Timothy Schools used almost £20mn from the ‘no win no fee’ vehicle to support a luxury lifestyle
Following a UK Serious Fraud Office investigation, a former solicitor was convicted of stealing nearly £20 million from a “no win no fee” litigation finance fund.
Timothy Schools, 61, was found guilty of all five counts against him on Tuesday at Southwark Crown Court for using money from the Cayman Islands-based Axiom Legal Financing Fund to fund a lavish lifestyle that included a shooting estate in the Lake District, a ski hotel, and a motor boat.
Schools founded Axiom in 2009 with the intention of providing loans to law firms pursuing no-win, no-fee cases, and raised over £100 million from 500 investors.
Three years later, the fund was stopped, and Schools were delisted in 2014. On Thursday, he will be sentenced.
An SFO statement on Wednesday stated that investors’ loans were backing a portfolio of cases with a high possibility of success across numerous firms. However, £40 million was paid to just three companies that Schools either owned or had a concealed stake in. The loans were subsequently transferred to Schools, which received more than £1 million in pay and other bonuses.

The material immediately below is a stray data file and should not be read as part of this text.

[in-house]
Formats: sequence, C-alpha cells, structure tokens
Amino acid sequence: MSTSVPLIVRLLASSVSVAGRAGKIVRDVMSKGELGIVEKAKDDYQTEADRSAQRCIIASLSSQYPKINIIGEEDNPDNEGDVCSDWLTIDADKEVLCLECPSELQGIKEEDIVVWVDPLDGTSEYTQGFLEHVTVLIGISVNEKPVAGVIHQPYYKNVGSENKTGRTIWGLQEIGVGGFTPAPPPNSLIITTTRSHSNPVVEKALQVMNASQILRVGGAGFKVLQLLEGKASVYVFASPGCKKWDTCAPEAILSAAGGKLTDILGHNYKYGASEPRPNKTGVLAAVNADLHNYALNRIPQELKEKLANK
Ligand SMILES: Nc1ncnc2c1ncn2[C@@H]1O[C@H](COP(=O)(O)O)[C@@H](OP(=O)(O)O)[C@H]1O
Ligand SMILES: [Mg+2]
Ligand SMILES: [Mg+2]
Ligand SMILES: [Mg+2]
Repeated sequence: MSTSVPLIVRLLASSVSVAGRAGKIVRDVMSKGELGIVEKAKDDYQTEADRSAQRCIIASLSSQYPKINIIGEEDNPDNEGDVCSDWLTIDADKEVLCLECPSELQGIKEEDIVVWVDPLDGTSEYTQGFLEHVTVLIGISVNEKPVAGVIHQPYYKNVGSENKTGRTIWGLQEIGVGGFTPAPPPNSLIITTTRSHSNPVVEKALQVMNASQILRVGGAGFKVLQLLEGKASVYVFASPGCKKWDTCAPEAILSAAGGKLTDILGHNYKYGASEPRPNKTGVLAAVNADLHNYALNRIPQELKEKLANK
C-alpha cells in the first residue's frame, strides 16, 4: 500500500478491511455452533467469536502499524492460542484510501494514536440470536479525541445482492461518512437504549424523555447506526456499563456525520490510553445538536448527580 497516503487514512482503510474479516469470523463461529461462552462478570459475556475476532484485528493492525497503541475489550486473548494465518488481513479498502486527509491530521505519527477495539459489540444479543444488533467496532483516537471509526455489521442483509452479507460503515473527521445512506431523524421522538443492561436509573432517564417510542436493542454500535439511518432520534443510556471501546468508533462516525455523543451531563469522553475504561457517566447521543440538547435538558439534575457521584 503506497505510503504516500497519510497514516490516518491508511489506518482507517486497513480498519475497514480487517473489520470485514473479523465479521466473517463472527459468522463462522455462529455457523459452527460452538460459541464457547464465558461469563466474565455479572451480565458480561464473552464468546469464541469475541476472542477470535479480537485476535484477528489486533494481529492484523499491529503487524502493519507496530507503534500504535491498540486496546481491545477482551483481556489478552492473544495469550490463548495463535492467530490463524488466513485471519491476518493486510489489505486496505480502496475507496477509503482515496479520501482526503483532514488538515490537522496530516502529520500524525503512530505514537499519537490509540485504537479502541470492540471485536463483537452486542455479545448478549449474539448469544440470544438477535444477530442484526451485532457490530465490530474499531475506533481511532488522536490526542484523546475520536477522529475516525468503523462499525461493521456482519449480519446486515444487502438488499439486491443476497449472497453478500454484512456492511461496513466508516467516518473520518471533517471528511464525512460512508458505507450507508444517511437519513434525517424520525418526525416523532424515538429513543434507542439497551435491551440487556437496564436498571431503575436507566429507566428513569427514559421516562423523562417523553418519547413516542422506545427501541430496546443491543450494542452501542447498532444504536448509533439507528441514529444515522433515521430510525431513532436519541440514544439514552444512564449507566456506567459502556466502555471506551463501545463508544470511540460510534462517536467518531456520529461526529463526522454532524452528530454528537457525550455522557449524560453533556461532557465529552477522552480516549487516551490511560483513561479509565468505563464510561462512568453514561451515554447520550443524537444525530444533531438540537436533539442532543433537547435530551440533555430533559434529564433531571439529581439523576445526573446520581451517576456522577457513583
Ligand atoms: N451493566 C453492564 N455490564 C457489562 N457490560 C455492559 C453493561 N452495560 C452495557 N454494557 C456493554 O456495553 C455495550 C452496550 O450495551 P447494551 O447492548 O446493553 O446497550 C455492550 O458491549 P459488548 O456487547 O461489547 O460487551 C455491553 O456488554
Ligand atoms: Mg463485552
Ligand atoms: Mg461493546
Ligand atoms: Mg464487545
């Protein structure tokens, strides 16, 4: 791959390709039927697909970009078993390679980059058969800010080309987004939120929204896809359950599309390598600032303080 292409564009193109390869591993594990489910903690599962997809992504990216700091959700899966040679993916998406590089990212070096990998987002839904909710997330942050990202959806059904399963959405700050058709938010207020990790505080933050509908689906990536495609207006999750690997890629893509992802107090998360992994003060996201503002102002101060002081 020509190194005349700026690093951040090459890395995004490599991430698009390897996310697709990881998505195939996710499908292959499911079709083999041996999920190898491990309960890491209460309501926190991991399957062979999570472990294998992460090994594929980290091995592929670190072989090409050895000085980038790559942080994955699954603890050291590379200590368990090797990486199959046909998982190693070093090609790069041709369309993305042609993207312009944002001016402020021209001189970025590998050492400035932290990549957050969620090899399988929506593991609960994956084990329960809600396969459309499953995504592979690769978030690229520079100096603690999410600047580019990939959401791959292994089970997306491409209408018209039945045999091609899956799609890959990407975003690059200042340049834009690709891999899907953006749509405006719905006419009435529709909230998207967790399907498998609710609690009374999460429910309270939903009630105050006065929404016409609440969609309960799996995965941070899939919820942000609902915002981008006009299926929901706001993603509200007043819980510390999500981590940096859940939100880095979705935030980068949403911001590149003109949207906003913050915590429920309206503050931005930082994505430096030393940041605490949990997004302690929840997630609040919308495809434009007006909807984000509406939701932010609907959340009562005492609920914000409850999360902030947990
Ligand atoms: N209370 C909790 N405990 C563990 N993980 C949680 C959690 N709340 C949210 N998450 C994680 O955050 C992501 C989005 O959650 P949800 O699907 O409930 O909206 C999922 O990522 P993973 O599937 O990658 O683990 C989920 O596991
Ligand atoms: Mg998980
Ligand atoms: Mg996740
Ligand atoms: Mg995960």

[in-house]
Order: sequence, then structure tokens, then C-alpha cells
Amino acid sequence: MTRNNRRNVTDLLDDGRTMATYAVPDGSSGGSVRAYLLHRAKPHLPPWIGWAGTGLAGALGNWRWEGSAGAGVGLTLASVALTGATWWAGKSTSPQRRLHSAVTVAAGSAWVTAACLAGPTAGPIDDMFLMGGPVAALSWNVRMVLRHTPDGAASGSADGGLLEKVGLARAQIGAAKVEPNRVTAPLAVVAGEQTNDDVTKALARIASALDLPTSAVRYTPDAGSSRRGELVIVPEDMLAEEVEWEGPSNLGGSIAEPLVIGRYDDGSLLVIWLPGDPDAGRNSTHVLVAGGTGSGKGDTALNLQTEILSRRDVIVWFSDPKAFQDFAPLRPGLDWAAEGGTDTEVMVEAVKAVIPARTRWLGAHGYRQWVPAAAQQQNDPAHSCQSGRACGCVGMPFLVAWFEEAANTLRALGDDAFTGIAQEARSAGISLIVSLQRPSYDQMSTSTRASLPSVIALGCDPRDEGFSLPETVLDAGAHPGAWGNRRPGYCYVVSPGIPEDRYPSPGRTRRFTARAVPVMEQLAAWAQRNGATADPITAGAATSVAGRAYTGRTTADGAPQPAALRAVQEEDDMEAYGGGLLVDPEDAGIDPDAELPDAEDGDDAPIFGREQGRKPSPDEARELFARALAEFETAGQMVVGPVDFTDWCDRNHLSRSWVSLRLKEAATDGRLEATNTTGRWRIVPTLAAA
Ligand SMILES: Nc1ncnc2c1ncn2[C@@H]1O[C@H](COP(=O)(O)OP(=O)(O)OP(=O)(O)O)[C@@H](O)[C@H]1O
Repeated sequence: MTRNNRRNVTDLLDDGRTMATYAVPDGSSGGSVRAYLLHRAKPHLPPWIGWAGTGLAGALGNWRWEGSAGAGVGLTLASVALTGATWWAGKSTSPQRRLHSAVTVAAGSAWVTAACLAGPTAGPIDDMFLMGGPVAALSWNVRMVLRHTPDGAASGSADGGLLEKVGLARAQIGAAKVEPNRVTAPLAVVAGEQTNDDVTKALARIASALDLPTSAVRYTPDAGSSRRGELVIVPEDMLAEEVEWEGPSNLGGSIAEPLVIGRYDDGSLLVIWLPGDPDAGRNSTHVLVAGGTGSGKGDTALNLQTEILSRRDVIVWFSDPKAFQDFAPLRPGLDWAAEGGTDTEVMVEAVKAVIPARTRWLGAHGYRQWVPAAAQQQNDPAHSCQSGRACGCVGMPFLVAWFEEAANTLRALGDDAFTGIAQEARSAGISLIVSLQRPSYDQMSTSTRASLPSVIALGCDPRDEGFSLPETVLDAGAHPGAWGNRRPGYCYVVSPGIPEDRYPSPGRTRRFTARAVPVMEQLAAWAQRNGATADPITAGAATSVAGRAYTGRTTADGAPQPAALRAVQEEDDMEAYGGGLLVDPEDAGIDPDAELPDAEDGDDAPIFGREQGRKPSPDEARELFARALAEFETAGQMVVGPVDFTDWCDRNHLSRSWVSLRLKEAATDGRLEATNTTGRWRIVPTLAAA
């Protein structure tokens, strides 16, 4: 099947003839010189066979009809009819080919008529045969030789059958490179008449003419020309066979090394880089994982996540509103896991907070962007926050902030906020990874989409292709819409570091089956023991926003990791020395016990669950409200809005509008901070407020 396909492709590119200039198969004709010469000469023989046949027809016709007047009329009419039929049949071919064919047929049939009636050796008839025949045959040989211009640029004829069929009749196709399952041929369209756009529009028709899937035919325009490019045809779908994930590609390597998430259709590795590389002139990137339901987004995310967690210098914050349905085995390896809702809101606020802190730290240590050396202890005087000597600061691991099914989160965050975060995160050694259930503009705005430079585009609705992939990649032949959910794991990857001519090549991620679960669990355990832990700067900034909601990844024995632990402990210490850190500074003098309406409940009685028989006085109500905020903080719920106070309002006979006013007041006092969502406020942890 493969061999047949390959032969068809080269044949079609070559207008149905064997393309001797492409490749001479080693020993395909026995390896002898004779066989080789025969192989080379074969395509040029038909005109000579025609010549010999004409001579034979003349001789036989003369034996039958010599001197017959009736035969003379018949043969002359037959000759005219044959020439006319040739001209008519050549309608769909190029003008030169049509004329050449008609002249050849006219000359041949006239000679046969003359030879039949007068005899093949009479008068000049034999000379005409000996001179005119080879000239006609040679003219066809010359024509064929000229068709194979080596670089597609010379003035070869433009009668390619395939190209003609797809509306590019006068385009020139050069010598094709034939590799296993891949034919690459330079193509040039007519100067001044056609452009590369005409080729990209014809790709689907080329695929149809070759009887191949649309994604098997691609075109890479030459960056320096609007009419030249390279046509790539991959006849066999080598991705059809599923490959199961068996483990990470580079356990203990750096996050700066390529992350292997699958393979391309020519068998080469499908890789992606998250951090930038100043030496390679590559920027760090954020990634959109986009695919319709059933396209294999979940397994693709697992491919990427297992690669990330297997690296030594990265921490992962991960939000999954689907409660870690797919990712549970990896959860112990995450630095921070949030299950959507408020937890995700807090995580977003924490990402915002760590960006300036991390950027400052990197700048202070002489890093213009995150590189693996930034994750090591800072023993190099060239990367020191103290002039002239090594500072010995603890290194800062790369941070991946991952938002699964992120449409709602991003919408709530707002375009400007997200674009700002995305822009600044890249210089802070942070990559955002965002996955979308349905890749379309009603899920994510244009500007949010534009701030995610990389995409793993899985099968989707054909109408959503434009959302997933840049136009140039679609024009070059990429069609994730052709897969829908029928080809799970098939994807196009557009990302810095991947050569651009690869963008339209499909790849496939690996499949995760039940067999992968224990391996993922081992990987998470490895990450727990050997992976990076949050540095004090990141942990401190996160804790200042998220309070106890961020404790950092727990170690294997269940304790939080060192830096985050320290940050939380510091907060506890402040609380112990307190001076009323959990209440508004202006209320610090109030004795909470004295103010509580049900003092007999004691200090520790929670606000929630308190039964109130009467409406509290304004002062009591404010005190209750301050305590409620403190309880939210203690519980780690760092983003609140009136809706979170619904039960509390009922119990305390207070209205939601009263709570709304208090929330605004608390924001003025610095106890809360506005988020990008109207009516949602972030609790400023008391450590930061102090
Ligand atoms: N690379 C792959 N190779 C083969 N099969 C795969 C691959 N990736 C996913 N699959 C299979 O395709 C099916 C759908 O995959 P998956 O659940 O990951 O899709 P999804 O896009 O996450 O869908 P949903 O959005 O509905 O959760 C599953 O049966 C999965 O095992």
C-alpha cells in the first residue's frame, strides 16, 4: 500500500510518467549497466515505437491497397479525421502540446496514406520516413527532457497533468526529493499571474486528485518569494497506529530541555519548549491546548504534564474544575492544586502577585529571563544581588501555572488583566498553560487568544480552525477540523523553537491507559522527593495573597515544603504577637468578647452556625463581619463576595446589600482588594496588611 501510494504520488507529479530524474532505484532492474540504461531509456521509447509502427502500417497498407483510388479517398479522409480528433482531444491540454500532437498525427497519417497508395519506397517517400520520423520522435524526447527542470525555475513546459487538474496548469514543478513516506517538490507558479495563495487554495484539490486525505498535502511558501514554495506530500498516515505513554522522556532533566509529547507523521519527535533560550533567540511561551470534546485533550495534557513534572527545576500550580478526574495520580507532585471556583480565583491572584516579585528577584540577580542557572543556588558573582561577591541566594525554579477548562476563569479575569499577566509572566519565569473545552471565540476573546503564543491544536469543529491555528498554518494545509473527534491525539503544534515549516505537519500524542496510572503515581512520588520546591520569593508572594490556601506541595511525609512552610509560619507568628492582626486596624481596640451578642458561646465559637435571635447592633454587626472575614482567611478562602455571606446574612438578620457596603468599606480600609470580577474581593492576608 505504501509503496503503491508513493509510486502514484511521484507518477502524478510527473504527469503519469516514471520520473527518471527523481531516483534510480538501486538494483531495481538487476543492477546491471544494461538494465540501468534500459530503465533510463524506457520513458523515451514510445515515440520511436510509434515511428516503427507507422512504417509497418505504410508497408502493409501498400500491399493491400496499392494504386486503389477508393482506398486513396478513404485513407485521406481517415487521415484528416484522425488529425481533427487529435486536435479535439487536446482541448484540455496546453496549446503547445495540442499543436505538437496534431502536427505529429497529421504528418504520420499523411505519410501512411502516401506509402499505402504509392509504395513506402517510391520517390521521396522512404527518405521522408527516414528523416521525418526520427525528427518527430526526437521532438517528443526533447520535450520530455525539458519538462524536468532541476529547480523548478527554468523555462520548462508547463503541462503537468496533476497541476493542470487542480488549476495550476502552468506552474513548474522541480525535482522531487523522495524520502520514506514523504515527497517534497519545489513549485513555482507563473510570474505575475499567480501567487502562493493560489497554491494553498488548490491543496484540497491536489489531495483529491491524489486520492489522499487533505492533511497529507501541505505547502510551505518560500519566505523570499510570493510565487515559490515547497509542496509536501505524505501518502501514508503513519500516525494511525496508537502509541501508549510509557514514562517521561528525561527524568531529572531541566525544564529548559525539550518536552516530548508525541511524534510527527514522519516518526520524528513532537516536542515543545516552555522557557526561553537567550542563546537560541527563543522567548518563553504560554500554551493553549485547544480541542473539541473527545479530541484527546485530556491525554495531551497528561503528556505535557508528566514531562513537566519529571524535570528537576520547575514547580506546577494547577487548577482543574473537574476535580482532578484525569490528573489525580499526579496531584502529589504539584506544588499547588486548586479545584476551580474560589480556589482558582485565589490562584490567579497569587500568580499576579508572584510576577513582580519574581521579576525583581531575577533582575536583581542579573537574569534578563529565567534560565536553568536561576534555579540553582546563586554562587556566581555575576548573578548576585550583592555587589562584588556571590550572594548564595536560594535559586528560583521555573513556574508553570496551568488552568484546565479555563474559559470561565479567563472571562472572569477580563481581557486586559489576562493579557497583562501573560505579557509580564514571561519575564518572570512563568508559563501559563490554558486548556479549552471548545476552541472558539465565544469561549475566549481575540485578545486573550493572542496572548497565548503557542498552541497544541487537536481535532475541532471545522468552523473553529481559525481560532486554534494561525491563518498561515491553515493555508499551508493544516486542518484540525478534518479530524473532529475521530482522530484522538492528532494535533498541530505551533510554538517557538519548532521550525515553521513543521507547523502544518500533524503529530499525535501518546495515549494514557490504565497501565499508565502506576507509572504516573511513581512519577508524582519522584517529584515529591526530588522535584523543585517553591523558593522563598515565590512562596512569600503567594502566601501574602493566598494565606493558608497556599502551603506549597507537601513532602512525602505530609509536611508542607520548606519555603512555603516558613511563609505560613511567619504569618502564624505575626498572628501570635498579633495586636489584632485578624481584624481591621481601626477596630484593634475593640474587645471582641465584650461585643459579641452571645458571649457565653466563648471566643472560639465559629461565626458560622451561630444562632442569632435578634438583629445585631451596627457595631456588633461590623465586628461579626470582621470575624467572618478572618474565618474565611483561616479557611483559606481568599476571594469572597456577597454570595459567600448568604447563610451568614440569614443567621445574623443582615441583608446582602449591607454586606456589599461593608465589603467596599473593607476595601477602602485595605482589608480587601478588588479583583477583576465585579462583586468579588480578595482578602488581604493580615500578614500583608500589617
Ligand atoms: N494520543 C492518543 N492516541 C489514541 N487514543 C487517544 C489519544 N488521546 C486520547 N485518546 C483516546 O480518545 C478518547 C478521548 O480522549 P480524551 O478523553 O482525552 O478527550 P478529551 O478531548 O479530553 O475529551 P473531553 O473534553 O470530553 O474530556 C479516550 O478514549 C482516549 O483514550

According to the SFO investigation, the former lawyer made £19.6 million from the scam, including more than £5.7 million in audit and management fees that he fraudulently added to the law business loans. The funds were used to purchase a £5 million shooting estate in Cumbria through an offshore company, as well as shares in a premium French ski resort. Schools were found guilty of fraudulent trading, fraud by abuse of position, and money laundering on three counts.
Two other people were charged: 69-year-old former financial adviser David Kennedy from Tyne & Wear and 49-year-old former solicitor Richard Emmett from Lancashire. The jury could not reach a decision on Kennedy’s case and acquitted Emmett on all charges.
SFO director Lisa Osofsky said: “Schools deliberately abused his position of trust to enrich himself. Through a complex web of lies, he attempted to hide his fraudulent activity, while spending other people’s hard-earned money.” The case is the second successful prosecution brought by the SFO in two weeks. The agency also secured the conviction of 70-year-old David Ames, former chair of Caribbean resort company Harlequin Group, from Wickford, Essex, who deceived more than 8,000 investors in a £226mn scam.
According to an SFO update, Ames was convicted on two charges of fraud by abuse of position last week and provided no evidence in his defense. Ames duped investors into investing in Caribbean villas that were never developed, netting him £6.2 million.
Harlequin had sold about 9,000 properties to investors by the time it went into insolvency in 2013, with less than 200 ever being built. In September, Ames will be sentenced.